T�Bay accepted the wisdom that �it all begins up front� and made their selections accordingly.� The Stillers have committed to a defensive scheme that requires two-gap DL, LB who can both rush like DE and cover like DB and DB who can both run with any greyhound WR and rush the passer (ref. Woodson and Lake, circa �94).� It is an open question whether such players exist (in sufficient numbers) here on Earth; there is no doubt that the Stillers have, at most, three (3) of the type.� Those men are Hampton, Porter and Bell.� The Stiller pass rush has been mediocre for years; this puts a premium on the DB.� The 3-4 is, allegedly, a LB-driven system; this suggests a premium at that position too.� In sum, while the Buc DL-dominant 4-3 requires 4 to 5 premium-type performers, the DL-depleted Stiller 3-4 seems to require as many as 8.


The Bucs have done a superior job of retaining their talent.� Sapp and Brooks, class of �95, are in their second deal; so are Jones, Alstott and Abraham of the class of �96.� Last winter, the Bucs not only acquired UFA QB Brad Johnson and DE Simone Rice but also retained starters ROT Jerry Wunsch, CB Ronde Barber and LOLB Shelton Quarles.� From �95�97, the Bucs have developed 3-4 starters per draft class and managed to hold their loses to about one per year.� The Stiller record in this area is well known.�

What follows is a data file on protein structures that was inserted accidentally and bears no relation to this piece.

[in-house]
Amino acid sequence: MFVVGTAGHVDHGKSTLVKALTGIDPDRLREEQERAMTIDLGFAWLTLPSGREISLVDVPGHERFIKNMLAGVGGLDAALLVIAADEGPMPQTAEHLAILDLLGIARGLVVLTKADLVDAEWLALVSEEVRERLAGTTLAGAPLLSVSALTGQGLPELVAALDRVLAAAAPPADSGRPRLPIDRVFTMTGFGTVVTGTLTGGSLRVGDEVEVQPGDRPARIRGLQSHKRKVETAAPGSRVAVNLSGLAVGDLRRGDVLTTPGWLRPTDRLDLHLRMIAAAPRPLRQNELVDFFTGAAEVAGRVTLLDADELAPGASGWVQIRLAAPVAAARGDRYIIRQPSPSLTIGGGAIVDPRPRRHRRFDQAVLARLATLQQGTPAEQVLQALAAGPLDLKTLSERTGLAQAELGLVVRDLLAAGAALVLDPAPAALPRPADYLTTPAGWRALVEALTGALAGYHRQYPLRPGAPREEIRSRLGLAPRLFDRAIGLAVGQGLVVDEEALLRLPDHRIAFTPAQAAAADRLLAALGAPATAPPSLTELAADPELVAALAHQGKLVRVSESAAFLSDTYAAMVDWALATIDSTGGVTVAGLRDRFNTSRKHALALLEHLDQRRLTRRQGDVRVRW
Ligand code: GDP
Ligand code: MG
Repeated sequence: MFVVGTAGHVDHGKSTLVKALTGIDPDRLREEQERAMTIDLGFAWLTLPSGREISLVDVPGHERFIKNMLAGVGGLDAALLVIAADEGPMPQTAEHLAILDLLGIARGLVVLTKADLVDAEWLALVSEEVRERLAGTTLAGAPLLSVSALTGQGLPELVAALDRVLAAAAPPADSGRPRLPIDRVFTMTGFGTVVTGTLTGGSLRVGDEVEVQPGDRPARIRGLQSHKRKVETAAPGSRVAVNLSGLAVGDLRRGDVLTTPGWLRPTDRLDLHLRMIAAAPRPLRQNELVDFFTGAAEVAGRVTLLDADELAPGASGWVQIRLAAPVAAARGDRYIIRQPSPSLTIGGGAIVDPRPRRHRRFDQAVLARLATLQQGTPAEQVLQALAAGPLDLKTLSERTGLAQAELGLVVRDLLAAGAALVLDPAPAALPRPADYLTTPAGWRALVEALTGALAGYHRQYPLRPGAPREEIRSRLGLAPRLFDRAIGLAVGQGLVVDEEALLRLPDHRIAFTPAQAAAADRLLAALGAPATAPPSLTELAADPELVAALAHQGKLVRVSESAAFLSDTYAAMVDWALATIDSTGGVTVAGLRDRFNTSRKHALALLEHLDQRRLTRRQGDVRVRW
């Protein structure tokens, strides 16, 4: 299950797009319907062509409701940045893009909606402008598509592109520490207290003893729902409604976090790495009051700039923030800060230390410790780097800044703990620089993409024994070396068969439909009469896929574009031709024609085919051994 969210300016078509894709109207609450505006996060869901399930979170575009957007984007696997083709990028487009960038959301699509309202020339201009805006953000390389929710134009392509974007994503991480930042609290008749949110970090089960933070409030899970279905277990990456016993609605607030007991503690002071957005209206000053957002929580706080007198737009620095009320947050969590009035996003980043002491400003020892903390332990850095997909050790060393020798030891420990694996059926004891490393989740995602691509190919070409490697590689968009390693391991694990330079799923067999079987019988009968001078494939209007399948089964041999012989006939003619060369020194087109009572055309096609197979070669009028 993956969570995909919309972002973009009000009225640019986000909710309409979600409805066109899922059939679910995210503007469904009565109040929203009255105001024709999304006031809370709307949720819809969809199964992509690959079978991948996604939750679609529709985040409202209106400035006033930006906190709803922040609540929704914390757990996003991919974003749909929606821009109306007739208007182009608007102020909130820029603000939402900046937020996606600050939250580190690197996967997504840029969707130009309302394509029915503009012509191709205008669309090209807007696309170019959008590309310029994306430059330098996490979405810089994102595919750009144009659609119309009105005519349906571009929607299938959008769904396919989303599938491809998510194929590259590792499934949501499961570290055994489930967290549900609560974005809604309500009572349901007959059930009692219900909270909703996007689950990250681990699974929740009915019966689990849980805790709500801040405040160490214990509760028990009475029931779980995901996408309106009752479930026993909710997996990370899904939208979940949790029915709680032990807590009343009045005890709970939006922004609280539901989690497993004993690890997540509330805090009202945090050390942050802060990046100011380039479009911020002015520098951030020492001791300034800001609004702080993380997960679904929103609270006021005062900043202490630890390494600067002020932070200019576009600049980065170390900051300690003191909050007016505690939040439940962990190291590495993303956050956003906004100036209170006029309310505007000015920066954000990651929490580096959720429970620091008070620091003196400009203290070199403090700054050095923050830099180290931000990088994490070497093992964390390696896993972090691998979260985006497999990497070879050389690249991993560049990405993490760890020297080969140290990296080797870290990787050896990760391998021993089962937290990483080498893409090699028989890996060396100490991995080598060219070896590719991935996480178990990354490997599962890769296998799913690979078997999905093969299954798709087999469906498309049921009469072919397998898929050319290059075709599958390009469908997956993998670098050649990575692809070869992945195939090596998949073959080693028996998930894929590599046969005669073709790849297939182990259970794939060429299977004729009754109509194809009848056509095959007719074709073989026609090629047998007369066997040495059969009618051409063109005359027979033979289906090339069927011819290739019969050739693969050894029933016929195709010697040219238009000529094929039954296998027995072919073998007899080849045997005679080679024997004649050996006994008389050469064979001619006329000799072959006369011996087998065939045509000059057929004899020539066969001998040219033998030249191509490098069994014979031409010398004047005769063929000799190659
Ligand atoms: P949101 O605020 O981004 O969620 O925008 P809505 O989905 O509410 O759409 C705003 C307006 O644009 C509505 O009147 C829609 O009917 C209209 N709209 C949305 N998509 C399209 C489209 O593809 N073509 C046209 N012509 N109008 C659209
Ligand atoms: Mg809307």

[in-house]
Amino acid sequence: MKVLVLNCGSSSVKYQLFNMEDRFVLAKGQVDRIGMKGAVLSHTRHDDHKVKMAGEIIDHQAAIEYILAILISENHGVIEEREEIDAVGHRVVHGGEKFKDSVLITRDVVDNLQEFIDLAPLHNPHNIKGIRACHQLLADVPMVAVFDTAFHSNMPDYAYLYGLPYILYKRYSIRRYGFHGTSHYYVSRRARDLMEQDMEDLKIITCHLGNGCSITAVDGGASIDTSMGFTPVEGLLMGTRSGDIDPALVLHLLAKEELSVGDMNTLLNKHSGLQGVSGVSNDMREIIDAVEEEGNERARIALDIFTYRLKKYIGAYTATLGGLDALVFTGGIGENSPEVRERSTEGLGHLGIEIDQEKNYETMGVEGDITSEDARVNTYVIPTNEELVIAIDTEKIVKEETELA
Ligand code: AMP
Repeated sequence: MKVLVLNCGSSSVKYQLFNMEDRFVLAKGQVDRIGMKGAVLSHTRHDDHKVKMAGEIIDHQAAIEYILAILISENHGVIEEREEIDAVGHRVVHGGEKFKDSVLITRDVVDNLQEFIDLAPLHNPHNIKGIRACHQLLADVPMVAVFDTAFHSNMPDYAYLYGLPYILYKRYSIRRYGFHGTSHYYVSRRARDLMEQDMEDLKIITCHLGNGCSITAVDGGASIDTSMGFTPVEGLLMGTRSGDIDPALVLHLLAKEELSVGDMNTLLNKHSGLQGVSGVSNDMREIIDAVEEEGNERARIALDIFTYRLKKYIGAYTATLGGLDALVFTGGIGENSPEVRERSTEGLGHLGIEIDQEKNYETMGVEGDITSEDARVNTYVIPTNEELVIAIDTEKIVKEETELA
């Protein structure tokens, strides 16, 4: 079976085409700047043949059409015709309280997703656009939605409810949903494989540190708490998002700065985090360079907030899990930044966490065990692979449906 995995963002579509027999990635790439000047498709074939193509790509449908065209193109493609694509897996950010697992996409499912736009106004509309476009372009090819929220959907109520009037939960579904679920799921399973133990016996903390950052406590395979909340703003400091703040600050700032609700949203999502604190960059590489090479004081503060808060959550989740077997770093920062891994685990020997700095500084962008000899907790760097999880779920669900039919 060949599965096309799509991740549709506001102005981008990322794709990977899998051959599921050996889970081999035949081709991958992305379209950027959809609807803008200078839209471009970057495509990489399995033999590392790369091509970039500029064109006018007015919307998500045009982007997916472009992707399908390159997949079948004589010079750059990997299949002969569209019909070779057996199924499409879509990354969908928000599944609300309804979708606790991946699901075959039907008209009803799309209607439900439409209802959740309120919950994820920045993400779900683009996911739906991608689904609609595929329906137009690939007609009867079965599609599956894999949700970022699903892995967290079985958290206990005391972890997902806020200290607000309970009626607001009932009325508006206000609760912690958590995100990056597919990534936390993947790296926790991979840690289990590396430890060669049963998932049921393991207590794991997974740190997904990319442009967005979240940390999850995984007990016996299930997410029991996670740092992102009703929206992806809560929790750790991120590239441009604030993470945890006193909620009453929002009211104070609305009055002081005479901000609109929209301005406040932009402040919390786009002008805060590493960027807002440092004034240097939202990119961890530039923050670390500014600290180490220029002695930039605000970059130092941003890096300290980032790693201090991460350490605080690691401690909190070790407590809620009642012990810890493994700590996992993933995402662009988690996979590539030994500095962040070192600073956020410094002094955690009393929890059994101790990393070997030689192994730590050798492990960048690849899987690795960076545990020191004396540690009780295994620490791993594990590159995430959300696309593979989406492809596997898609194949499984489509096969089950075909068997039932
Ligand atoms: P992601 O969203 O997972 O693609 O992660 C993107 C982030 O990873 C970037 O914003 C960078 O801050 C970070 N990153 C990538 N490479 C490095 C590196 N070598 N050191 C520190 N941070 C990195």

The Bucs have been able to draft ahead of the FA curve.� Not every player stays on; last winter, ROG Frank Middleton moved to Oakland and, about a year ago, DT Brad Culpepper was CC�ed to the Bears.� It�s worth noting that �99 pick Anthony McFarland capably replaced Culpepper in the 2000 season; this year, the Bucs must expect �00 2nd round selection Cosey Coleman to more than replace Middleton.� Similarly, when Hardy Nickerson was up for renewal in �99, the Bucs let him go to Jaxville and moved Jamie Duncan (98/3) in at MLB.� Duncan is no hardware-man but the T�Bay defense managed to carry on.�


Obviously, there is a reciprocal relationship between retaining talent and being able to draft in front of need.� Both are instrumental to the success of any team claiming to build through the draft.� Next year, the Stillers face losing (2) CB, their run-stuffing MLB and Pro Bowl OLB.� None of these positions were addressed last winter; presumably, the FO expects to keep all these players.� We�ll see.�